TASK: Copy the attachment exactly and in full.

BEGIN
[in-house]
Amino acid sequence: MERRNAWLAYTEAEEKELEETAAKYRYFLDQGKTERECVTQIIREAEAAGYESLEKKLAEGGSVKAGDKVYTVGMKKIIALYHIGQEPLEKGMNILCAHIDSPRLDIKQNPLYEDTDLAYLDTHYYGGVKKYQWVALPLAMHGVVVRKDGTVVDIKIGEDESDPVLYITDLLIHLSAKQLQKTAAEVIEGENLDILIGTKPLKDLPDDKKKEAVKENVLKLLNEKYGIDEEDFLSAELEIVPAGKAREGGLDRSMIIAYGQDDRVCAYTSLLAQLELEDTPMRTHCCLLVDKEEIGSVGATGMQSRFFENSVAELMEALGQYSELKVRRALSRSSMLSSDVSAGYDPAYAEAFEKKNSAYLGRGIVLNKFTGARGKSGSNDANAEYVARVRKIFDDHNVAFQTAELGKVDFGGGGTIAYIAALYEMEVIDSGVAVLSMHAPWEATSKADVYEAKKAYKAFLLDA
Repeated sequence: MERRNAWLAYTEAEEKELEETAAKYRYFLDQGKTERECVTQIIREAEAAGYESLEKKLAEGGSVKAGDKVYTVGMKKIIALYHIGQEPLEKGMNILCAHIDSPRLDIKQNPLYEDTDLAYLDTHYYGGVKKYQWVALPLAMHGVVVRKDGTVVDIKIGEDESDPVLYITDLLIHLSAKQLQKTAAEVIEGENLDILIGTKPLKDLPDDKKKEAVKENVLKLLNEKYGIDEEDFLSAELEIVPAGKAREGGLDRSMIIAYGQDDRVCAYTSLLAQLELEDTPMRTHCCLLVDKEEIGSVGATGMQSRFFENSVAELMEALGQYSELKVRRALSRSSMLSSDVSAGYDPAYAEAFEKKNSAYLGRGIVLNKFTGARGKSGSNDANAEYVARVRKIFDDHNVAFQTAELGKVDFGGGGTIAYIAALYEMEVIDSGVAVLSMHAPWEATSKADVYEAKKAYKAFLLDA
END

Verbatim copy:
[in-house]
Amino acid sequence: MERRNAWLAYTEAEEKELEETAAKYRYFLDQGKTERECVTQIIREAEAAGYESLEKKLAEGGSVKAGDKVYTVGMKKIIALYHIGQEPLEKGMNILCAHIDSPRLDIKQNPLYEDTDLAYLDTHYYGGVKKYQWVALPLAMHGVVVRKDGTVVDIKIGEDESDPVLYITDLLIHLSAKQLQKTAAEVIEGENLDILIGTKPLKDLPDDKKKEAVKENVLKLLNEKYGIDEEDFLSAELEIVPAGKAREGGLDRSMIIAYGQDDRVCAYTSLLAQLELEDTPMRTHCCLLVDKEEIGSVGATGMQSRFFENSVAELMEALGQYSELKVRRALSRSSMLSSDVSAGYDPAYAEAFEKKNSAYLGRGIVLNKFTGARGKSGSNDANAEYVARVRKIFDDHNVAFQTAELGKVDFGGGGTIAYIAALYEMEVIDSGVAVLSMHAPWEATSKADVYEAKKAYKAFLLDA
Repeated sequence: MERRNAWLAYTEAEEKELEETAAKYRYFLDQGKTERECVTQIIREAEAAGYESLEKKLAEGGSVKAGDKVYTVGMKKIIALYHIGQEPLEKGMNILCAHIDSPRLDIKQNPLYEDTDLAYLDTHYYGGVKKYQWVALPLAMHGVVVRKDGTVVDIKIGEDESDPVLYITDLLIHLSAKQLQKTAAEVIEGENLDILIGTKPLKDLPDDKKKEAVKENVLKLLNEKYGIDEEDFLSAELEIVPAGKAREGGLDRSMIIAYGQDDRVCAYTSLLAQLELEDTPMRTHCCLLVDKEEIGSVGATGMQSRFFENSVAELMEALGQYSELKVRRALSRSSMLSSDVSAGYDPAYAEAFEKKNSAYLGRGIVLNKFTGARGKSGSNDANAEYVARVRKIFDDHNVAFQTAELGKVDFGGGGTIAYIAALYEMEVIDSGVAVLSMHAPWEATSKADVYEAKKAYKAFLLDA